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New bill seeks to stop the slaughter of American horses for human consumption

<i>KSBY</i><br/>Every year
Willingham, James
KSBY
Every year

By Juliet Lemar

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    SANTA YNEZ, California (KSBY) — It all started with a horse named Savana.

“She showed me bravery and a courage inside myself that I could have never imagined,” said Siri Lindley, co-founder of Believe Ranch and Rescue in Santa Ynez.

Five years ago, Lindley was fighting for her life after being diagnosed with acute myeloid leukemia, a rare and life-threatening blood cancer.

“Learning to ride her and do all these terrifying things I hadn’t done before helped me face a very uncertain diagnosis,” she shared.

Lindley is now in remission and has dedicated her life to saving the ones who saved her after seeing a video that changed the trajectory of her life forever.

“It was the most horrific and savage thing I had ever seen in my life. It shook me to the core, and we looked at each other and without speaking, we knew our lives would never be the same again,” Lindley explained.

The next day, Lindley and her wife, Bek Keat, saved five horses from a kill pin. Seven years later, that number has soared.

“Since then, we have saved 299 horses from slaughter.”

Every year, thousands of American horses are sold at auction — 83% are purchased by kill buyers who ship the horses to Mexico and Canada to be inhumanely slaughtered for human consumption, according to Humane Society of the U.S. research. Ninety-two percent of horses sent to slaughter are healthy and young, according to a USDA study.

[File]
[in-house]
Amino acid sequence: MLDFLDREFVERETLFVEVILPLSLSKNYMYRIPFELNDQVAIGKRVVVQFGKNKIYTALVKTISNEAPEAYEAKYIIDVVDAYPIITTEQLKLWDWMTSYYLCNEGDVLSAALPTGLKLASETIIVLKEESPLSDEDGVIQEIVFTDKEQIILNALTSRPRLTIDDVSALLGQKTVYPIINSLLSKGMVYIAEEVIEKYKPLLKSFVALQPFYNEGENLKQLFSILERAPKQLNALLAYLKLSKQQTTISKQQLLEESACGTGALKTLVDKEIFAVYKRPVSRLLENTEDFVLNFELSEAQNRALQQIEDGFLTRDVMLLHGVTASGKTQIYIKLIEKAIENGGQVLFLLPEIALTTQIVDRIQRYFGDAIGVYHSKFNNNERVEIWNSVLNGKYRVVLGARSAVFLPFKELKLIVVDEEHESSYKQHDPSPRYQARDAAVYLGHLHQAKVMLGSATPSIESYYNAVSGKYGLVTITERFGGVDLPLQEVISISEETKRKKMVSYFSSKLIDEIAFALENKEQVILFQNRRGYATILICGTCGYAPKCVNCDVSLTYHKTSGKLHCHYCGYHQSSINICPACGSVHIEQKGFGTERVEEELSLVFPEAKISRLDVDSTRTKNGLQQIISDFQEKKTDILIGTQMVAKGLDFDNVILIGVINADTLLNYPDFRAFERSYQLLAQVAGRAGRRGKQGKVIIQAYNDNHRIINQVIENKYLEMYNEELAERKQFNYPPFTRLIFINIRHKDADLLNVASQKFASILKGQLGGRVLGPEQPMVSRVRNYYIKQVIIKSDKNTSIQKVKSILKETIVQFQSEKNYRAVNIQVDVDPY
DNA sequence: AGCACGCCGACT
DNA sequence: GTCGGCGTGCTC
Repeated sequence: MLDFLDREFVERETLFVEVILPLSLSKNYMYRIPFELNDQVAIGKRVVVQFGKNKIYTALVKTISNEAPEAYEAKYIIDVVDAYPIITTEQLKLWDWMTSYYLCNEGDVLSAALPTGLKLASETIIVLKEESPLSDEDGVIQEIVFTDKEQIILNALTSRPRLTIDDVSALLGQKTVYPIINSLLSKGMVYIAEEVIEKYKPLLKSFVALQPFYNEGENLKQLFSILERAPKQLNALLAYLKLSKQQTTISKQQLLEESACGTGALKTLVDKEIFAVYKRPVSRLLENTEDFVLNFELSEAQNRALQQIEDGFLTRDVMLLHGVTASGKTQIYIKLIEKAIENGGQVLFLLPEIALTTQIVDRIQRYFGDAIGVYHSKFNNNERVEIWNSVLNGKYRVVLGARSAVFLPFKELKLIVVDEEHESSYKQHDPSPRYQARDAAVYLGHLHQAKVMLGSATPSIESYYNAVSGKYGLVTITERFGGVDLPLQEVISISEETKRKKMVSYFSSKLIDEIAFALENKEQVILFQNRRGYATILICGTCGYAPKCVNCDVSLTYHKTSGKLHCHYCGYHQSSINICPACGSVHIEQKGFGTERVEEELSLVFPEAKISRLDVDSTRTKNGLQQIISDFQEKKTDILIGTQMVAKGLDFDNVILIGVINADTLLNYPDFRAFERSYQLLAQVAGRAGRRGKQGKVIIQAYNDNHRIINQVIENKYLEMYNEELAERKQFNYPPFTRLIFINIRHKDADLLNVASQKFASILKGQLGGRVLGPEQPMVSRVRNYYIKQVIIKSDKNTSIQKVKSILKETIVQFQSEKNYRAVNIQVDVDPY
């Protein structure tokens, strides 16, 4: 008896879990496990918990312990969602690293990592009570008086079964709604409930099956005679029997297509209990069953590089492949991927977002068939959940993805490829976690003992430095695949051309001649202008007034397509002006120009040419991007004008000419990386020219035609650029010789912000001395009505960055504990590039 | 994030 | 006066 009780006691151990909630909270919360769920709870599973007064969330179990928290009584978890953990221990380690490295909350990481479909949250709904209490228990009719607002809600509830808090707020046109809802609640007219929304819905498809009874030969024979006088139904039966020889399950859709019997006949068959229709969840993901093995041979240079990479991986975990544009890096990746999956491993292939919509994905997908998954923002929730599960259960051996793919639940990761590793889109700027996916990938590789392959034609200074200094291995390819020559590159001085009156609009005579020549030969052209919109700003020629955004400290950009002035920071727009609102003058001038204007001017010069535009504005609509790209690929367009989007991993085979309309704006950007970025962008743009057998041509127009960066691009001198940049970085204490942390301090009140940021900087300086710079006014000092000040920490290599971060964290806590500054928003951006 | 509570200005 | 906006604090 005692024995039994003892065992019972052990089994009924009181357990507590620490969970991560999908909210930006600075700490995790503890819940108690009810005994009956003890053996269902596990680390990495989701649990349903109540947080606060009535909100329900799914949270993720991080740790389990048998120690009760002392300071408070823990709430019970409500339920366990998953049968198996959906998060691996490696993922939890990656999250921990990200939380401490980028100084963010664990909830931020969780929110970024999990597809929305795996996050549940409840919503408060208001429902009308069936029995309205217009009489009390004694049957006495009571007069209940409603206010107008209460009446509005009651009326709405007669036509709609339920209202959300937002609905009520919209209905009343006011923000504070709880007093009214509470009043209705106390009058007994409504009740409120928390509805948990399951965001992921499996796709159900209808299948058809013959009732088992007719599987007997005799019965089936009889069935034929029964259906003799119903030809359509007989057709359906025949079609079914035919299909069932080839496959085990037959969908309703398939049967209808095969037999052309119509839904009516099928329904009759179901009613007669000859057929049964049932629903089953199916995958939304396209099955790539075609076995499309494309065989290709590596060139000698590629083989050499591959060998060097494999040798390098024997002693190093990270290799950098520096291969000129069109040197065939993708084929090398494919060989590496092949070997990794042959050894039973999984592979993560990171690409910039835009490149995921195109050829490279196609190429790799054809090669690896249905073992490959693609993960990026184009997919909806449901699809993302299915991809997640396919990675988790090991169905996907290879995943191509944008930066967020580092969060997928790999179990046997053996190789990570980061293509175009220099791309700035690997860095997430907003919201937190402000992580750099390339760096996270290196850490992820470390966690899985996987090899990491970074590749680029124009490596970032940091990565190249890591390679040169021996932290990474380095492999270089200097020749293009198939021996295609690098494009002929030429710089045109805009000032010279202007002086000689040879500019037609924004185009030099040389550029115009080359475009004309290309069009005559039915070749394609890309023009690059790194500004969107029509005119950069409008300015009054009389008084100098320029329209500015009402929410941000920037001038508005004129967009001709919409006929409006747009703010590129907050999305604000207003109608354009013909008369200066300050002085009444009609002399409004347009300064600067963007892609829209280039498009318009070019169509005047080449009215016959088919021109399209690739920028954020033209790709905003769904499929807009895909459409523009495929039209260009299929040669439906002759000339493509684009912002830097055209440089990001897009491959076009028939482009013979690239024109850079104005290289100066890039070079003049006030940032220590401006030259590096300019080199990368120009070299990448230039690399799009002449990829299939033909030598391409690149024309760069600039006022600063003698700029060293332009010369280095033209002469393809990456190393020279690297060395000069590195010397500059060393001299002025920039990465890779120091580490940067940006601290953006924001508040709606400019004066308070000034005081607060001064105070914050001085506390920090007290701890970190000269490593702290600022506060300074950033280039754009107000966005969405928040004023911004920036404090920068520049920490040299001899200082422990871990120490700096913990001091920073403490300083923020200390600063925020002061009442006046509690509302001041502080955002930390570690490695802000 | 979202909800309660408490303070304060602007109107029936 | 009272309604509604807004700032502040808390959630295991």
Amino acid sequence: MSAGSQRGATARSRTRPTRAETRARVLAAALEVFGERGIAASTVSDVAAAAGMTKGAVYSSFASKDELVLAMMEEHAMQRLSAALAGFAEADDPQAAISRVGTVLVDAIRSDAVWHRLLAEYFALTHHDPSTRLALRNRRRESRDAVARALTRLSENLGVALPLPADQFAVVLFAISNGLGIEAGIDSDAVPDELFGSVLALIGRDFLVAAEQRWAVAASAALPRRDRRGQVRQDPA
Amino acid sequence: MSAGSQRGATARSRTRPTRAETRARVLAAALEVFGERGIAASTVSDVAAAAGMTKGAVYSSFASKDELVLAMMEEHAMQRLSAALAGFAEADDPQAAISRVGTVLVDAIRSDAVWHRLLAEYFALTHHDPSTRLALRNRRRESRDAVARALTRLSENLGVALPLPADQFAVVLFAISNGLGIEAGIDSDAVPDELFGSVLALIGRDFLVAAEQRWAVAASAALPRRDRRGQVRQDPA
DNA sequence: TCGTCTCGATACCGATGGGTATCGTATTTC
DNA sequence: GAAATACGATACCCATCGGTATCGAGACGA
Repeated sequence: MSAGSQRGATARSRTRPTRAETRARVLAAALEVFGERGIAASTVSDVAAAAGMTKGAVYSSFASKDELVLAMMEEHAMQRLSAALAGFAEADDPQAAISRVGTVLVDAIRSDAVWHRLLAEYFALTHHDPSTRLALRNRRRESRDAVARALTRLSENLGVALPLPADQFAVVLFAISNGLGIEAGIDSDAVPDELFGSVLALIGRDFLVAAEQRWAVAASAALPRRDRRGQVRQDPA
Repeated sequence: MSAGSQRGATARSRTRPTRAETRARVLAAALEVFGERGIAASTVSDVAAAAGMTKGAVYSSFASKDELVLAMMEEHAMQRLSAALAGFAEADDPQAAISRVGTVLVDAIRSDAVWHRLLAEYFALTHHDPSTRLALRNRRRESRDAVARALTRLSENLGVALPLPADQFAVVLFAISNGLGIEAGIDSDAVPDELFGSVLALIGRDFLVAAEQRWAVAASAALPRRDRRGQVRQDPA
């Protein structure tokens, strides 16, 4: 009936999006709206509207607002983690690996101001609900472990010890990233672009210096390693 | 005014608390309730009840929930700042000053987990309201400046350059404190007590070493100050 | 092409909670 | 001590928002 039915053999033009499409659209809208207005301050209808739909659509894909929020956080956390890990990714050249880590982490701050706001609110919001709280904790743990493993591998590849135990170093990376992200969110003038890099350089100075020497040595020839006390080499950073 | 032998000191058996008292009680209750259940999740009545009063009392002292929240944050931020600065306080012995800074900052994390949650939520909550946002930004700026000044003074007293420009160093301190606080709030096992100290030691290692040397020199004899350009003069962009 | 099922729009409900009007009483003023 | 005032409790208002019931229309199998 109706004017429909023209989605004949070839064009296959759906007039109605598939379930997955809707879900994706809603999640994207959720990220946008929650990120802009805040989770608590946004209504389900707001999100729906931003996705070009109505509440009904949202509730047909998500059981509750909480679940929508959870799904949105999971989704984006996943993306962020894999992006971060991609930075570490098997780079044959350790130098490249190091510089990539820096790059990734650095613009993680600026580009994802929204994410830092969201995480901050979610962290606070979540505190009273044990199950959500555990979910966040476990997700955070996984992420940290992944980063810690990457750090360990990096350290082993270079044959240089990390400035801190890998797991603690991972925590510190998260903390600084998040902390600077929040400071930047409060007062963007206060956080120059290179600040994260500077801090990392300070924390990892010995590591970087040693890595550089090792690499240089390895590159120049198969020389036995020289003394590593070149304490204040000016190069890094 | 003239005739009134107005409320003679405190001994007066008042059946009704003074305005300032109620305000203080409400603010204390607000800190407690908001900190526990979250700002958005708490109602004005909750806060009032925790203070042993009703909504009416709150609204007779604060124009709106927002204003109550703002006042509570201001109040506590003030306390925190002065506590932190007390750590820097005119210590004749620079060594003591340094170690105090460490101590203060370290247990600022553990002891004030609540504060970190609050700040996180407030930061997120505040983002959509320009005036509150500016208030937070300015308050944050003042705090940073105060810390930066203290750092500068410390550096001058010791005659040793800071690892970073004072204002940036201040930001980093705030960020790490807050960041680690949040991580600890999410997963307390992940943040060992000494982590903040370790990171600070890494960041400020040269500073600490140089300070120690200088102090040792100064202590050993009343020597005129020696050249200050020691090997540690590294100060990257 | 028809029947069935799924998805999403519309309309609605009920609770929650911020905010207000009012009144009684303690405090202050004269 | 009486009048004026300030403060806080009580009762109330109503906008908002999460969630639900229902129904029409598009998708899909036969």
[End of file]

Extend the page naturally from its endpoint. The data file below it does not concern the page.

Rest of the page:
“Kill buyers want young horses that are good weight because that’s better per pound and better meat for the Europeans who eat this meat. We are talking about young horses that could have a perfectly good home,” said Bek Keat, co-founder of Believe Ranch and Rescue.

There are no federal laws regulating horse auctions, according to the Humane Society. But this year could be a turning point for banning the practice of inhumane horse slaughter in the U.S. with the Save America’s Forgotten Equines Act, also called the SAFE Act. The bipartisan bill would permanently ban horse slaughter in the U.S. and prohibit the shipment of horses outside the U.S. for slaughter.

“If you guys want to help, you can call your local legislator and tell them to please co-sponsor the SAFE Act,” Keat said.

For the horses already saved at Believe Ranch and Rescue, they are returning the favor through equine-assisted therapy, which Jennifer Boland says changed her life.

“The horses taught me so much. You leave here feeling like you have more hope, you feel empowered, all my anxiety was gone, I couldn’t thank Siri more… and the horses!” Boland said.

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